PLM Philosophies Collide?

PLM Philosophies Collide?

Somebody asked me last week about how I see th future of PLM… Does it look like-BOM or like-Workflow? I found this question very interesting. Bill of Materials and Workflow (or process management) are fundamentally two most important pieces of PDM and PLM systems for many years. So, we have them already in place. However, thinking about the future – what will be a dominant solution? Do we need re-invent the wheel? Is there any conflict here? I want to elaborate about both to see what future PLM looks like.

Bill of Material World

BOM is considered as a foundation of design, engineering and manufacturing. You can see it everywhere – design BOM in CAD system, Engineering BOM, Manufacturing BOM, Support and Service BOM. You can follow a product lifecycle by discovering different bill of materials. You can find lots of methodologies and systems that help you to handle your Bill of Material world. These things are really complicated. Bill of Materials represents many issues related to product development and in the end of the day you can think about a virtual Bill of Material representing everything.

Workflow World

Processes (or how we can simply call them Workflows) are very important for an organization too. They are a life blood of every manufacturing organization. Organization is running business processes and making overall execution of the business. We can classify them as local and global cross-department. Local are mostly focusing on departmental processes. The more interesting and challenging thing are cross-departmental processes. These processes are connected people working in different departments. Cross-departmental processes are very important if you think about the overall product lifecycle.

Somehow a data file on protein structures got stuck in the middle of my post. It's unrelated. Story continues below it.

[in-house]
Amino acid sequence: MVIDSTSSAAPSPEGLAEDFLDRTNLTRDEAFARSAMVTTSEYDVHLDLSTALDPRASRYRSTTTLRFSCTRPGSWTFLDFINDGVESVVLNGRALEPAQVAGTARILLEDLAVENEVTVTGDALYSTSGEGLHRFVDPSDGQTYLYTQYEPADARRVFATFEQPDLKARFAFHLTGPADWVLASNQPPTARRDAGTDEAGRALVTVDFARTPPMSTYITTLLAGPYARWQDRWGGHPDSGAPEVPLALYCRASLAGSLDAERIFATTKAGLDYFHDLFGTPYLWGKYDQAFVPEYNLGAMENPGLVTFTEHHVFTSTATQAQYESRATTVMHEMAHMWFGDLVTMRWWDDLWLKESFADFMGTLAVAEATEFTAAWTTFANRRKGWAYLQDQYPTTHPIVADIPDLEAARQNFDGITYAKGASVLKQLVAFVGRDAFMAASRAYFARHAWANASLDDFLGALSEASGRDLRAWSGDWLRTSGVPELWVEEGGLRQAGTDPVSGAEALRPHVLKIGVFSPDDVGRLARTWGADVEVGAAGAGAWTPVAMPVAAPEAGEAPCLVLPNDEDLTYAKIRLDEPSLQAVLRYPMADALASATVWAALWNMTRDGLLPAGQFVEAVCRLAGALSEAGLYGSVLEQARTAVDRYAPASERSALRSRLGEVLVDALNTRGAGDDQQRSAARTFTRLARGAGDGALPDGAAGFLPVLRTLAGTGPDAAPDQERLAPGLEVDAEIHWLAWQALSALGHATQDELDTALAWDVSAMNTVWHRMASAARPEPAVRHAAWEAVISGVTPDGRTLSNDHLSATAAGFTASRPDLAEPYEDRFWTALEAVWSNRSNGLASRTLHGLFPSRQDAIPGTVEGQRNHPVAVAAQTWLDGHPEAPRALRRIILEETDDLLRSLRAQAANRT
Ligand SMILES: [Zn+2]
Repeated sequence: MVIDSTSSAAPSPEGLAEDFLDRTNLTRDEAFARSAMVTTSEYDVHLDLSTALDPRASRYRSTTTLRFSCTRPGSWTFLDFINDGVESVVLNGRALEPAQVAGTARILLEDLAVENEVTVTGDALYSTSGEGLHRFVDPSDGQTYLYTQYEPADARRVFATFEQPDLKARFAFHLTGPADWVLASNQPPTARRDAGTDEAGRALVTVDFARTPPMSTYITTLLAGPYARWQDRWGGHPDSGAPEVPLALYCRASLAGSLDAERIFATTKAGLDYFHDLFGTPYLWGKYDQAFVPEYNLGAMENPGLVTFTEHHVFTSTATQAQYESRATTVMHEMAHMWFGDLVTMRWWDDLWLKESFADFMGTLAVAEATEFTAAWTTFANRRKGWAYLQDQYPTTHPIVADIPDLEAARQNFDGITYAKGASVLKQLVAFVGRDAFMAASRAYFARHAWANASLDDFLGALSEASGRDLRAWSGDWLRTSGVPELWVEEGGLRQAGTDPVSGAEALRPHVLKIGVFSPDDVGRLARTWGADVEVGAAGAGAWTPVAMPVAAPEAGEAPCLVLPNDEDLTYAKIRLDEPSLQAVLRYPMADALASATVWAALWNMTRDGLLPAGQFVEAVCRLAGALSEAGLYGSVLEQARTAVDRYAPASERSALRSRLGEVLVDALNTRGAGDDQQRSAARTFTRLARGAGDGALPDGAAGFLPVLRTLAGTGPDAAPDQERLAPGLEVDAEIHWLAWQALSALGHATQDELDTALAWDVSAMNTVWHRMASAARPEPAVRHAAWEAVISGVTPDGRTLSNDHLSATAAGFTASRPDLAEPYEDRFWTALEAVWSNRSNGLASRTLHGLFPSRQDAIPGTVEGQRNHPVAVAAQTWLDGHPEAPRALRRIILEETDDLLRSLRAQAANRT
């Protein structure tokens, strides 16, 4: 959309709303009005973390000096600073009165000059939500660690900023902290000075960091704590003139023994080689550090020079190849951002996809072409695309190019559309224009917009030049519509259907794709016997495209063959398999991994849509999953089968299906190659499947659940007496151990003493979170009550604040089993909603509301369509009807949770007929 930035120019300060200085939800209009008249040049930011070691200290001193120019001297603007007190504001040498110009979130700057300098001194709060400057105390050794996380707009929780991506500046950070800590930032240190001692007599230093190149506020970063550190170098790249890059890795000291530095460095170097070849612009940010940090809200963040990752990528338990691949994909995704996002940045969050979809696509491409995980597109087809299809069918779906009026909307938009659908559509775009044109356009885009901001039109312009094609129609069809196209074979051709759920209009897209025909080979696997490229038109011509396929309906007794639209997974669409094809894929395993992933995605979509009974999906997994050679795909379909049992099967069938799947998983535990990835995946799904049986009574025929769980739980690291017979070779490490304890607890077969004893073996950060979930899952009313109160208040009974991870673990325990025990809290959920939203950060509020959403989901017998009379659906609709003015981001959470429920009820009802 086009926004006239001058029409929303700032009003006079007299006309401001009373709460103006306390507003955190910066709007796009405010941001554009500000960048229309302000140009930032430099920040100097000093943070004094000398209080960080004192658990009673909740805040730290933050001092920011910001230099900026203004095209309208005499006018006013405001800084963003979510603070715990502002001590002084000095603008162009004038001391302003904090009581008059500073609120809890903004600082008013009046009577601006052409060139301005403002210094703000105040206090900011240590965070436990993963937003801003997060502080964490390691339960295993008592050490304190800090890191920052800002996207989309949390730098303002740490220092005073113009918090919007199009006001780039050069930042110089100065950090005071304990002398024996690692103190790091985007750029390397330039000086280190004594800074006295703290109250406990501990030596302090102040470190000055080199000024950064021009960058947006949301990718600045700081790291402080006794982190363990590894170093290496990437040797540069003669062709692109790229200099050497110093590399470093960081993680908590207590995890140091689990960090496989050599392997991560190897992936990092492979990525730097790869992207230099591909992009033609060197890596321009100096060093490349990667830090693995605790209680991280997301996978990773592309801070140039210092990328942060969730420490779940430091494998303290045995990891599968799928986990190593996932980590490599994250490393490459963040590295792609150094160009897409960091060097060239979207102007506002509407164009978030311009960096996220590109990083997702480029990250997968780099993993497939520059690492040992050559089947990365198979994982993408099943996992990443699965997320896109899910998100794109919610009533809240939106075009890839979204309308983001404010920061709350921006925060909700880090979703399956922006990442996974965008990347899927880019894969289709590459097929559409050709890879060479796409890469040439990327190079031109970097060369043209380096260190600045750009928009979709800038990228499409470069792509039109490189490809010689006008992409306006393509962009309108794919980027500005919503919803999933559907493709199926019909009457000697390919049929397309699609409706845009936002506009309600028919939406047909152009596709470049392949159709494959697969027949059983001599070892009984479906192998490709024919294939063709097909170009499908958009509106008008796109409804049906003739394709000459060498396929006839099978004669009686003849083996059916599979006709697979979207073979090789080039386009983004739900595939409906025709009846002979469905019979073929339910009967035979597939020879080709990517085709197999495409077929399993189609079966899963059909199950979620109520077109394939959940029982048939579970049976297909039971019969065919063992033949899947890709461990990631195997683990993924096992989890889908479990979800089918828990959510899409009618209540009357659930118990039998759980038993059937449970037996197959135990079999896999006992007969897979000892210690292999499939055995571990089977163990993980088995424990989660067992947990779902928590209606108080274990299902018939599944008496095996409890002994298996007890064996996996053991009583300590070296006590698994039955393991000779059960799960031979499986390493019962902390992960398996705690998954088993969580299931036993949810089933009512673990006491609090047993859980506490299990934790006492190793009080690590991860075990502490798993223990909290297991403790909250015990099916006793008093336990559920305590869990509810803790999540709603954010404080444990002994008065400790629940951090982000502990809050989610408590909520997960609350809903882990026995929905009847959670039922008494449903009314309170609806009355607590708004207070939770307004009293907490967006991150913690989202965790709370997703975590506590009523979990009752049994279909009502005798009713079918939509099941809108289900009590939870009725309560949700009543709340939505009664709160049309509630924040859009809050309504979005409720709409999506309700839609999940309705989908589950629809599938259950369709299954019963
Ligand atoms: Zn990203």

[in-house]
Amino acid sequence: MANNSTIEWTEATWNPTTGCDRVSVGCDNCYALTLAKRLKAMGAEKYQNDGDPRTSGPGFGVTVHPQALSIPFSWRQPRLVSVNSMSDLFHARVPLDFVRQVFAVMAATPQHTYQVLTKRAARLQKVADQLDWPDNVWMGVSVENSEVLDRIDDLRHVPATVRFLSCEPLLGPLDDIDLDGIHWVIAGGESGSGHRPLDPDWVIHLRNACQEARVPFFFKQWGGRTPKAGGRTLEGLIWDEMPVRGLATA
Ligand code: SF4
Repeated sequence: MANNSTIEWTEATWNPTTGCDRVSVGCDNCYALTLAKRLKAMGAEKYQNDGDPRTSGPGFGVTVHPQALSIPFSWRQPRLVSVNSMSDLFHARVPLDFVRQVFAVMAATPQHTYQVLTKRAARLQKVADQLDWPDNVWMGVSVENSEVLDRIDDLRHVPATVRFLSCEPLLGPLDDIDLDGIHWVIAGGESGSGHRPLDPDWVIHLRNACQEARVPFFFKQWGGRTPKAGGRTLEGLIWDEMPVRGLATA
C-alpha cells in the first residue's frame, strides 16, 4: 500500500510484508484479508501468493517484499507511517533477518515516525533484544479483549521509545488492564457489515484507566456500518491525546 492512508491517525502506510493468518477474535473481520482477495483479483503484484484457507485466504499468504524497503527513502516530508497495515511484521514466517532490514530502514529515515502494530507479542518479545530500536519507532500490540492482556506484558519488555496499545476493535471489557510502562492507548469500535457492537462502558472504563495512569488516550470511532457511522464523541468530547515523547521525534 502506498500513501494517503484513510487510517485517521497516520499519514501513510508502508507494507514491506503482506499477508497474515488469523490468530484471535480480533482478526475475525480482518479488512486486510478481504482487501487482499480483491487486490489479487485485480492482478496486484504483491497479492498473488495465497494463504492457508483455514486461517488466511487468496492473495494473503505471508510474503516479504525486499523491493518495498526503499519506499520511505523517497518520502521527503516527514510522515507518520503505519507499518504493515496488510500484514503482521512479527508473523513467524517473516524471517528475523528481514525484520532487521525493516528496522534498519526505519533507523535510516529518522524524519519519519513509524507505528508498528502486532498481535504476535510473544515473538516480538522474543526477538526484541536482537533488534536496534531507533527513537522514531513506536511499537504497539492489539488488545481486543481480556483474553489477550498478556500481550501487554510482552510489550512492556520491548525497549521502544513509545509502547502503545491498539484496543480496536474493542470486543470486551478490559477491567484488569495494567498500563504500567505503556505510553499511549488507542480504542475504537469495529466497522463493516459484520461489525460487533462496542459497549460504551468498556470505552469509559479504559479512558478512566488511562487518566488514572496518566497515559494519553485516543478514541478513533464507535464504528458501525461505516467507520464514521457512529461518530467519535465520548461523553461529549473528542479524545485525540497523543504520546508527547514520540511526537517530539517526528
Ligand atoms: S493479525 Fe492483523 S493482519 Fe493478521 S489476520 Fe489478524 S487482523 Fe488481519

PLM Philosophies Difference

So, why I put BOM world against Workflow world? You can draw your organization in terms of Bill of Material and, at the same time, in terms of organizational processes. Is it about philosophy or about real development practices? In the early days of PDM and PLM, the main focus was absolutely on files, data management, revisions, Bill of Materials. Later, PLM system discovered “process world”. This “discovery” was part of the competition between PLM and ERP world. PLM systems made an upscale to compete in the high society. The “process approach” presented organic change to fit product development processes in organizations.

What is my conclusion?

I think, this question represents one of the biggest philosophical collide in engineering and manufacturing software. What will be the winning behavior in the future? It is hard to say. In my view, the end-game solution will need to provide answers to both sides of the problem. BOM and Worklow need to be equaly included into PLM solutions. Only together they can keep an organization to manage efficiently product lifecycle. Just my thoughts. What is your take?

Best, Oleg


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  • Vladislav Skoupski

    Your ‘two worlds’ are extremums and cannot exist in real life one world without other.

  • Graham Mccall

    Yes, I think there’s an interesting divide within the PLM market place.. There are one or two big PLM products (with roots in CAD data management) which are fantastic at BOMs and Product Structure but less so when it comes to process & workflow.. Other PLM products (typically without the CAD data management roots) are fantastic at process but not as strong when it comes to manipulating complex product structures. It seems to me right now you cannot have the best of both worlds. Typical end users still often think about BOMs first, process second. And they pick the best tool for BOMs. When they then come to add process, they are disappointed.. There’s a trade-off. But people are not as aware of this trade off as they should be..

  • beyondplm

    Vladislav- yes, In engineering software BOM and Workflow are deeply connected. However, the point is here is more about “platform” differentiation. You can build “a BOM platform” or “a Process/Workflow” platform. The question is “who will be dominant”? Who will change the course after collide? Another possible question is “what will happen after collide?”. Best, Oleg

  • Hemboy